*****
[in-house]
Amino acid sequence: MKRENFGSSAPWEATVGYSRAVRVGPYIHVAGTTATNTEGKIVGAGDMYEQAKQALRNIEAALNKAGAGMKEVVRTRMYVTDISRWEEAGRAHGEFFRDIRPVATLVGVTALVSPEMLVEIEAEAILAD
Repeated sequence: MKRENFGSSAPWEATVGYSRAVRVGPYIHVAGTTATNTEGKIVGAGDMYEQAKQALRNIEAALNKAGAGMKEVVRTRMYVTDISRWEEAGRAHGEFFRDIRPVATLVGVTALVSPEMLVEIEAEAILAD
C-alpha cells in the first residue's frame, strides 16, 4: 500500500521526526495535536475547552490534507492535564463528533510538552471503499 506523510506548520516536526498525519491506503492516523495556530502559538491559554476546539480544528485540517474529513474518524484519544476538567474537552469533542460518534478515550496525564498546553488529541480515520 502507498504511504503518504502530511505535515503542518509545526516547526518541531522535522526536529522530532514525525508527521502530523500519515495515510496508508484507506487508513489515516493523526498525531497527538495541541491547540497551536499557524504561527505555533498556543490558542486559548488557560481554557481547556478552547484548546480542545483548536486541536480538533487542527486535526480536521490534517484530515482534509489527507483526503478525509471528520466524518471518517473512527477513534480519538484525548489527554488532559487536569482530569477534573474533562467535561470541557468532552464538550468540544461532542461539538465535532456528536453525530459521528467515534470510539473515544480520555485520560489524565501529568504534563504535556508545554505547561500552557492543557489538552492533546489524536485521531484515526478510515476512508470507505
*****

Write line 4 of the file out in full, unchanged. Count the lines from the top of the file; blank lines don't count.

C-alpha cells in the first residue's frame, strides 16, 4: 500500500521526526495535536475547552490534507492535564463528533510538552471503499 506523510506548520516536526498525519491506503492516523495556530502559538491559554476546539480544528485540517474529513474518524484519544476538567474537552469533542460518534478515550496525564498546553488529541480515520 502507498504511504503518504502530511505535515503542518509545526516547526518541531522535522526536529522530532514525525508527521502530523500519515495515510496508508484507506487508513489515516493523526498525531497527538495541541491547540497551536499557524504561527505555533498556543490558542486559548488557560481554557481547556478552547484548546480542545483548536486541536480538533487542527486535526480536521490534517484530515482534509489527507483526503478525509471528520466524518471518517473512527477513534480519538484525548489527554488532559487536569482530569477534573474533562467535561470541557468532552464538550468540544461532542461539538465535532456528536453525530459521528467515534470510539473515544480520555485520560489524565501529568504534563504535556508545554505547561500552557492543557489538552492533546489524536485521531484515526478510515476512508470507505